In the cases where a CJP weld must be made from one side without backing, which is common with HSS, the open root dimensions must be precisely controlled and the minimum groove angles assured. The first step in creating this weld is a backup weld at the root. Careful preparation of the joint is required to ensure the proper fit-up to allow the placement of this backup weld. Because of the limited access and extreme skill required to perform this weld, AWS D1.1 requires a 6GR welder certification for an unbacked CJP weld. This welder certification is very difficult to achieve and is relatively uncommon in many areas of the country. It is required for unbacked CJP welds on tubular members for T-, Y- and K-connections for all welding positions. As a result, the labor component of the weld cost is extremely high.
With appropriate backing, the difficulties of the open root welding go away. With backing, the welder requirements drop down to 3G and 4G requirements, and a greater variation in fit-up can be tolerated without adversely affecting the welding quality. This is also the case for HSS to base plate welds.
There are many methods that fabricators have used to fit backer bars inside an HSS. Accurate fitting of backing bars is important. Rectangular sections have the ability to accept backer bars easily. Backing can be more difficult to provide for round HSS as it must account for any ovality in the member that falls within the production standard’s tolerances. Additionally, backing for a round HSS to round HSS connection is virtually impossible to achieve. Commonly, bar stock is formed to create a backing ring. Some fabricators cut backing from a thick plate by tracing the inside surface of the HSS and then cutting the plate to match. The plate can then be left solid or hollowed out for ease of handling and decreased weight.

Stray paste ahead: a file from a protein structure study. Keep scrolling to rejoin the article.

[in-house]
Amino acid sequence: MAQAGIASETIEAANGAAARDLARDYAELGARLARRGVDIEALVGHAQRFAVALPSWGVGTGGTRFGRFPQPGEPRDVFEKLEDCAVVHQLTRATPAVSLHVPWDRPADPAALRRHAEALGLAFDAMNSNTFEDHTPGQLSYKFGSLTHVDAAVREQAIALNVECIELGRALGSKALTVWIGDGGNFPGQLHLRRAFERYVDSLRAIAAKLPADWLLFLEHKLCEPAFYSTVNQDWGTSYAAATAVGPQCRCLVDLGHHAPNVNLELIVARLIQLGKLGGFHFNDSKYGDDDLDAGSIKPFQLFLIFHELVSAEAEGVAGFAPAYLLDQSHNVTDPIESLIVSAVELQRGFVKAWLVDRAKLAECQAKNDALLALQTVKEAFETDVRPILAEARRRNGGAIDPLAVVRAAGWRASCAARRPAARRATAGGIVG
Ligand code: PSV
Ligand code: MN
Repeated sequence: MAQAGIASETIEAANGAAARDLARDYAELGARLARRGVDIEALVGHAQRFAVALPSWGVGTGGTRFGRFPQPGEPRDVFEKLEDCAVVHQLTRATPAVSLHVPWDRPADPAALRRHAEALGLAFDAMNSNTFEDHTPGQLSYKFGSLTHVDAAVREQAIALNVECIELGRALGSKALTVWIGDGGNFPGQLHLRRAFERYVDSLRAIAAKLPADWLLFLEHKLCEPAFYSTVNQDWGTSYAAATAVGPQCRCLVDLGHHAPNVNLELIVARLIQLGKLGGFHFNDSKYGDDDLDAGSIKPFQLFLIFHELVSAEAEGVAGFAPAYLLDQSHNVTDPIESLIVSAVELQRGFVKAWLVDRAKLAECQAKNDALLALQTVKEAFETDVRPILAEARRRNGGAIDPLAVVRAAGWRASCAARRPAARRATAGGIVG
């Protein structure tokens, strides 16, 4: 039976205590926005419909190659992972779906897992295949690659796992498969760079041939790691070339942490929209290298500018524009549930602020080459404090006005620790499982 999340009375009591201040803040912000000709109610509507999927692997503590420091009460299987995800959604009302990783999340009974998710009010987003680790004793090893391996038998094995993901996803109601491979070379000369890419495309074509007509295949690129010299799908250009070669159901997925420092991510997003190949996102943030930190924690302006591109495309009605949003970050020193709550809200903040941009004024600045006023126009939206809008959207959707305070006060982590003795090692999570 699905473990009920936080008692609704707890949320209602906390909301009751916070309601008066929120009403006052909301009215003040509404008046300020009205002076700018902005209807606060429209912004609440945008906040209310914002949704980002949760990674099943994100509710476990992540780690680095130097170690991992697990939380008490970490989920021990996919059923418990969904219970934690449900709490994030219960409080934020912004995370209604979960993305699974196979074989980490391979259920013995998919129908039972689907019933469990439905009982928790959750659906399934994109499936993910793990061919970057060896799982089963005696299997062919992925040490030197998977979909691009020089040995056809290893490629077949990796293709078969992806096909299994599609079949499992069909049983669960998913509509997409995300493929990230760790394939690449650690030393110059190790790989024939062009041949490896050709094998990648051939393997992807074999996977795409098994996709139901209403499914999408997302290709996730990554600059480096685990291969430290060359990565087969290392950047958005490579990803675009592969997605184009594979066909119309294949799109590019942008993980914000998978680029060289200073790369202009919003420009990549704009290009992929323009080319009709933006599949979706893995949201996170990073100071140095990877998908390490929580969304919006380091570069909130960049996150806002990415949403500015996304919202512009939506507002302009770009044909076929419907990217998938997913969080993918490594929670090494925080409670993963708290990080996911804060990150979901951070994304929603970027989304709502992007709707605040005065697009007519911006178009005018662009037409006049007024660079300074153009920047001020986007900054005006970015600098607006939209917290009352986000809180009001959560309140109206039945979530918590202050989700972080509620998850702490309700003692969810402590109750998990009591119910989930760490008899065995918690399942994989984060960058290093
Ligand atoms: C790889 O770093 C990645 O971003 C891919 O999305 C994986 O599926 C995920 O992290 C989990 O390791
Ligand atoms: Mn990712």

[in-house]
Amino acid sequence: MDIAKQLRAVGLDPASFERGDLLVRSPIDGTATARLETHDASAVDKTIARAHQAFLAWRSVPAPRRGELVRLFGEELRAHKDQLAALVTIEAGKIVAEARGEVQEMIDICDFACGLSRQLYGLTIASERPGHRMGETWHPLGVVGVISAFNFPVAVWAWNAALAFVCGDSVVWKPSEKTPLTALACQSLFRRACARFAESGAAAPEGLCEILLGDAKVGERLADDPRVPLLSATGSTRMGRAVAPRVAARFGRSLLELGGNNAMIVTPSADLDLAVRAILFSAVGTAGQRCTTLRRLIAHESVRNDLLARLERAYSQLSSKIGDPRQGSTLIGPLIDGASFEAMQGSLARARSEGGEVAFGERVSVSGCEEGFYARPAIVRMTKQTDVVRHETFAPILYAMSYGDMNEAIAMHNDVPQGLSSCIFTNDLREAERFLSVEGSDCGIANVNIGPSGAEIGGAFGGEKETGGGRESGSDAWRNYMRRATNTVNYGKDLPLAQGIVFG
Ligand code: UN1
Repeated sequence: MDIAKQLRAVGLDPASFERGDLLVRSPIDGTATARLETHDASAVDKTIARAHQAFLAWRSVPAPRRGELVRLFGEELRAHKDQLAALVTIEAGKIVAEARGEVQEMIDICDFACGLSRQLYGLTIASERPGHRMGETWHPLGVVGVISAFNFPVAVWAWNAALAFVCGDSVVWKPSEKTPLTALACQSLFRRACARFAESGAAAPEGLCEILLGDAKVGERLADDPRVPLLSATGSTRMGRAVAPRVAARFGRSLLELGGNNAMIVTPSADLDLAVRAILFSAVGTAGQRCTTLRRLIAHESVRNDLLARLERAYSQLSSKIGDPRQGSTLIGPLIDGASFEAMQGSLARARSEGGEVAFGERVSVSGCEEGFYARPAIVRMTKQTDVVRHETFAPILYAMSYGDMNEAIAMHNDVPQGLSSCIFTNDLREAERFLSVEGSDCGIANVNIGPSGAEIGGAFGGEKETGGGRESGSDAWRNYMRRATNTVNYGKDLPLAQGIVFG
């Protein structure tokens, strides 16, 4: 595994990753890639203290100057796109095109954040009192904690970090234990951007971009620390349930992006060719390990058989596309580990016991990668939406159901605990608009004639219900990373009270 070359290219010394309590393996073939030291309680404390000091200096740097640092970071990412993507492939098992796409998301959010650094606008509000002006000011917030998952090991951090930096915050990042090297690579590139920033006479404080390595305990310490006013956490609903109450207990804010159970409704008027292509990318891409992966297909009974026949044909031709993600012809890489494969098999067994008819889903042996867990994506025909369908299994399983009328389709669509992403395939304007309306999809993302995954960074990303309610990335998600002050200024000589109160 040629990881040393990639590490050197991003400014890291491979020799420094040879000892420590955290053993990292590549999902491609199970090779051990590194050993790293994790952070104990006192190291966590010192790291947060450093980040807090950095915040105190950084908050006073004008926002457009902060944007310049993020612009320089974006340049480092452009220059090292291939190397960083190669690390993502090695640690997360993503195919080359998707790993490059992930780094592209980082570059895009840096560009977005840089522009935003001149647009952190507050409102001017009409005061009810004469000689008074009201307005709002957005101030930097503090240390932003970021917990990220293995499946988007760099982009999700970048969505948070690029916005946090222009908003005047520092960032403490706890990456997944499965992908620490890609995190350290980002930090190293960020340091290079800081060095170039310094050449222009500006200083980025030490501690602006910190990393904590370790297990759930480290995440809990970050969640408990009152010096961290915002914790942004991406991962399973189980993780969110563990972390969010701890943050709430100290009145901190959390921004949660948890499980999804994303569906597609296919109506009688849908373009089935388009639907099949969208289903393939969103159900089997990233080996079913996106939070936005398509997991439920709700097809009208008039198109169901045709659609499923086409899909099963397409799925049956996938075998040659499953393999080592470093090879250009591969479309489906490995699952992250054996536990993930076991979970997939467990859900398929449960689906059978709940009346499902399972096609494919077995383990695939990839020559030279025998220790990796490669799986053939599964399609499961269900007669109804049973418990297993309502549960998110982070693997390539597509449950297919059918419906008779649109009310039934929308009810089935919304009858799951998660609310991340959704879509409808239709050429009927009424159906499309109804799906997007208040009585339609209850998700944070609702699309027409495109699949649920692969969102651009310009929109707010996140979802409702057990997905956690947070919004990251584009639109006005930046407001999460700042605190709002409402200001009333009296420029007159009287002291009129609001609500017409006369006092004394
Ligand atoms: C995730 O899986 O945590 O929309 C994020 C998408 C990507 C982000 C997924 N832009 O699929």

These backer bars must be left in place as it is impossible to remove them. This is typically acceptable for statically loaded structures. Backing is required to be continuous in most applications per AWS D1.1; however, Clause 7.9 allows exceptions for HSS, provided several conditions are met. AISC Design Guide 21 provides a detailed explanation for the allowable discontinuity of backer bars for HSS.
Ultrasonic testing (UT) can be successfully used to inspect these types of welds. However, the results depend highly on the experience of the UT technician and may lead to conflict among all parties involved. More inspection effort should be placed on the inspection prior to and during the welding process. This includes verifications of the fit-up to ensure proper root openings and angles and visual inspection during the welding process.
Specifying a CJP should be done only if essential to the design and all other weld types have been explored. And when done, it is beneficial to consult a fabricator in order to detail the joint as effectively as possible to reduce costs and any fabrication issues.
AISC. 1997. “Hollow Structural Sections Connections Manual,” American Institute of Steel Construction, Chicago, IL.
AISC. 2016. “Specification for Structural Steel Buildings,” ANSI/AISC 360-16, American Institute of Steel Construction, Chicago, IL.
AWS. 2020. “Structural Welding Code – Steel,” AWS D1.1/D1.1M:2020, American Welding Society, Miami, FL.
Packer, J.A., Sherman, D. and Lecce, M. 2010. “Hollow Structural Section Connections,” Steel Design Guide 24, 1st edition, American Institute of Steel Construction, Chicago, IL.
Post, J.W. 2003. “Box-Tube Connections; Choices of Joint Details and Their Influence on Costs,” Proceedings of National Steel Construction Conference.
Miller, D.K. 2017.”Welded Connections – A Primer for Engineers,” Steel Design Guide 21, 2nd edition, American Institute of Steel Construction, Chicago, IL.